Central Sierra
University of California
Central Sierra

Yule'll Like This One

Tower of jewels. (Photo by Kathy Keatley Garvey)
If you're growing a tower of jewels (Echium wildpretii) in your yard, you won't need a stop sign or a traffic light to encourage vehicles to slow down--they will automatically when they see this spectacular plant.

it's a traffic stopper.

The plant, reminiscent of a Christmas tree, attracts not only vehicular and foot traffic, but honey bees, bumble bees and hummingbirds. It's basically a tower of bees when it blooms. 

The one in our yard is about eight feet tall. Honey bees, eager for the nectar and pollen, keep creating traffic jams. If you sit and watch them, you'll see them constantly bumping into one another as they forage for food.

No wonder it's a favorite of beekeepers.

The species, a biennial, is native to the Canary Islands. It's endemic to the island of Tenerife. 

Last year several towers of jewels bloomed near Storer Hall on the University of California, Davis campus, and a couple of others graced the Häagen-Dazs Honey Bee Haven, a bee friendly garden on Bee Biology Road, about a mile west of the central campus.

The UC Davis Arboretum Teaching Nursery sells these at their plant sales, but they go fast, says Ellen Zagory, the arboretum's director of horticulture. "We don't have any left," she said.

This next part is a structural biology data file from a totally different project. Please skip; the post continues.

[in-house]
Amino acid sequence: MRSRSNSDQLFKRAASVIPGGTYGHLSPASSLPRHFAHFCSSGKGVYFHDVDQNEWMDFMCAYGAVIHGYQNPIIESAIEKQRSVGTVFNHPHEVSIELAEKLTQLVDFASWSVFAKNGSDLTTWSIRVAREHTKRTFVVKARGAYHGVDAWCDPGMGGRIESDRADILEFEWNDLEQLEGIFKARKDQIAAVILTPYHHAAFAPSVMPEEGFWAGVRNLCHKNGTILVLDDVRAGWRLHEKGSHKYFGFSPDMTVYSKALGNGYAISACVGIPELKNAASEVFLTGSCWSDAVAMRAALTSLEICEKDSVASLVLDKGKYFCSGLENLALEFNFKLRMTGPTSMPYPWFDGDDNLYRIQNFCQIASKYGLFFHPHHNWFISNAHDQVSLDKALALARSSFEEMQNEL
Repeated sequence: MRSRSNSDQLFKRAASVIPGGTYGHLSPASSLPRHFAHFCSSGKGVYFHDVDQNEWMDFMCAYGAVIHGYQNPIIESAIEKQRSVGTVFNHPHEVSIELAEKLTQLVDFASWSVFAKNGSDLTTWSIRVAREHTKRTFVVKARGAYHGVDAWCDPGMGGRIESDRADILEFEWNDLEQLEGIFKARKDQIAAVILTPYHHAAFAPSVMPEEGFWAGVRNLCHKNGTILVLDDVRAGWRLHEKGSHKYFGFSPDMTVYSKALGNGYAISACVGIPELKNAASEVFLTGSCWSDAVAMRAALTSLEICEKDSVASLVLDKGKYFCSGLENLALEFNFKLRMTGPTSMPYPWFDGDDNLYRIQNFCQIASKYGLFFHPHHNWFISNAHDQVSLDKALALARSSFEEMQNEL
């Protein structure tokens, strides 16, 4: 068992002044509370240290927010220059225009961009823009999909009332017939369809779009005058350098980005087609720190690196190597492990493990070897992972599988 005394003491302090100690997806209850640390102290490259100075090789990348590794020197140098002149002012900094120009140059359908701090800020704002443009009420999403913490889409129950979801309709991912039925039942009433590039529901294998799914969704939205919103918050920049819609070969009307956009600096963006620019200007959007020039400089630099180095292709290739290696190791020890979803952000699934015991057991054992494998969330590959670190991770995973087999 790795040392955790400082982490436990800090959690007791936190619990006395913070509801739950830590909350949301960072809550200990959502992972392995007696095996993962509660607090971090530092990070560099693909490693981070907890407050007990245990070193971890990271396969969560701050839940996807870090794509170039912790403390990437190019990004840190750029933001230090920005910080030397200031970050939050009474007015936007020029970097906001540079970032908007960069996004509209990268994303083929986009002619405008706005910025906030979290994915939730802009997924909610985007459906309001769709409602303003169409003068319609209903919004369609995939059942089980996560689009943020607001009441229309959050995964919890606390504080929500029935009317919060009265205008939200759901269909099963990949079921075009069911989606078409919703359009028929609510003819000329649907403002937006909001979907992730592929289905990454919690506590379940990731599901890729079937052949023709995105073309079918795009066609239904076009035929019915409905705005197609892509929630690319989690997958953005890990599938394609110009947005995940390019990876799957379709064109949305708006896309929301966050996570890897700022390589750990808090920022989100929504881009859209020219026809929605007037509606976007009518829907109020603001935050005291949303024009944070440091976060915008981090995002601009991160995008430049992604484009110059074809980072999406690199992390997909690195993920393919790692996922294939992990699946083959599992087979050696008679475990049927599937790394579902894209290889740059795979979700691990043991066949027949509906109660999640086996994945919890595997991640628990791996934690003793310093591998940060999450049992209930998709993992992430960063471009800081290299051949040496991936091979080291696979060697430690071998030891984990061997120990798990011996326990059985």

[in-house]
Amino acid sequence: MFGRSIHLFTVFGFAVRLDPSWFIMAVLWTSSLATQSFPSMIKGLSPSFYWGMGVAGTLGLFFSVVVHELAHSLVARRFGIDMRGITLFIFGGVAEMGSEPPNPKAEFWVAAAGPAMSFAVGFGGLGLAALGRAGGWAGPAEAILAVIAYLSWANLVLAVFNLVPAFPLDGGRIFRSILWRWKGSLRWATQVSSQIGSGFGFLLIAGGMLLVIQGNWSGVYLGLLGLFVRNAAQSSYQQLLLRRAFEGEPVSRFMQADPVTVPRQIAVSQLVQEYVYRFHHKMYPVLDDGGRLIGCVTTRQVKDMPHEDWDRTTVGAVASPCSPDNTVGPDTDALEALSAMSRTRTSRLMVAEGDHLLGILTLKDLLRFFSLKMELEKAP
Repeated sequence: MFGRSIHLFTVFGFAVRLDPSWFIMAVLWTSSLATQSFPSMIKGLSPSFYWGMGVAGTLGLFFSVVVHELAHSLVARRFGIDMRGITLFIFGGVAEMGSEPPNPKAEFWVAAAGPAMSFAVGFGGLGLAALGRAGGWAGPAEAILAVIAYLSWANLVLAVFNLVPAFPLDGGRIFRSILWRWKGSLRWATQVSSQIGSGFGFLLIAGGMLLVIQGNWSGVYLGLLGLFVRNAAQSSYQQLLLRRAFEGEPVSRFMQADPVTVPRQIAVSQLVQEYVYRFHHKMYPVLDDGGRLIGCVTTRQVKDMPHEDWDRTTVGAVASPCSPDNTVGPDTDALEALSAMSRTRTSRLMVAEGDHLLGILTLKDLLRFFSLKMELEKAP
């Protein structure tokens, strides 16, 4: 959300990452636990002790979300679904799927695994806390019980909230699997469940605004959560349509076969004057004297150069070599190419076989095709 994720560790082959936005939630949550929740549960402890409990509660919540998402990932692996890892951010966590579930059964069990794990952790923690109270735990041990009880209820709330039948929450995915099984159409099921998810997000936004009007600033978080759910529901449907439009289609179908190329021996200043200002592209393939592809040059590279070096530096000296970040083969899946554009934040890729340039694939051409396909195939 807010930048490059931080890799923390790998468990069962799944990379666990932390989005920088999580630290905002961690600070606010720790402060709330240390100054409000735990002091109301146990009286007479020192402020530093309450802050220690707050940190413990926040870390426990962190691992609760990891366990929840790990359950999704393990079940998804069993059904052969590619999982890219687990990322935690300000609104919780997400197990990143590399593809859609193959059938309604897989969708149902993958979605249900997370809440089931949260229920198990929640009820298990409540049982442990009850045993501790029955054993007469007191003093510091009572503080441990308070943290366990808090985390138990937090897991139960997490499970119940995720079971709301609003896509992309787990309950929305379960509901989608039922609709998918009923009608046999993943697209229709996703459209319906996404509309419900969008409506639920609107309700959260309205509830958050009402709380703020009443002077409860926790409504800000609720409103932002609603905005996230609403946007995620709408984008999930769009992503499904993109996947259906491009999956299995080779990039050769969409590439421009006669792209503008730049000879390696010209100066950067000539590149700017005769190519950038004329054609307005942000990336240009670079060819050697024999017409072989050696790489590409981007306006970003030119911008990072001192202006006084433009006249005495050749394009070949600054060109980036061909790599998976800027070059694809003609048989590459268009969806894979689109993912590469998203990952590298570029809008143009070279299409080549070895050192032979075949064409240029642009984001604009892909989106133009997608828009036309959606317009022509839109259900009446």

No wonder. 

Honey bee foraging in a tower of jewels. (Photo by Kathy Keatley Garvey)
Honey bee foraging in a tower of jewels. (Photo by Kathy Keatley Garvey)

Honey bee foraging in a tower of jewels. (Photo by Kathy Keatley Garvey)

Honey bee gets down to business.  (Photo by Kathy Keatley Garvey)
Honey bee gets down to business. (Photo by Kathy Keatley Garvey)

Honey bee gets down to business.(Photo by Kathy Keatley Garvey)

Upside down honey bee. (Photo by Kathy Keatley Garvey)
Upside down honey bee. (Photo by Kathy Keatley Garvey)

Upside down honey bee. (Photo by Kathy Keatley Garvey)

Posted on Tuesday, May 1, 2012 at 11:17 PM

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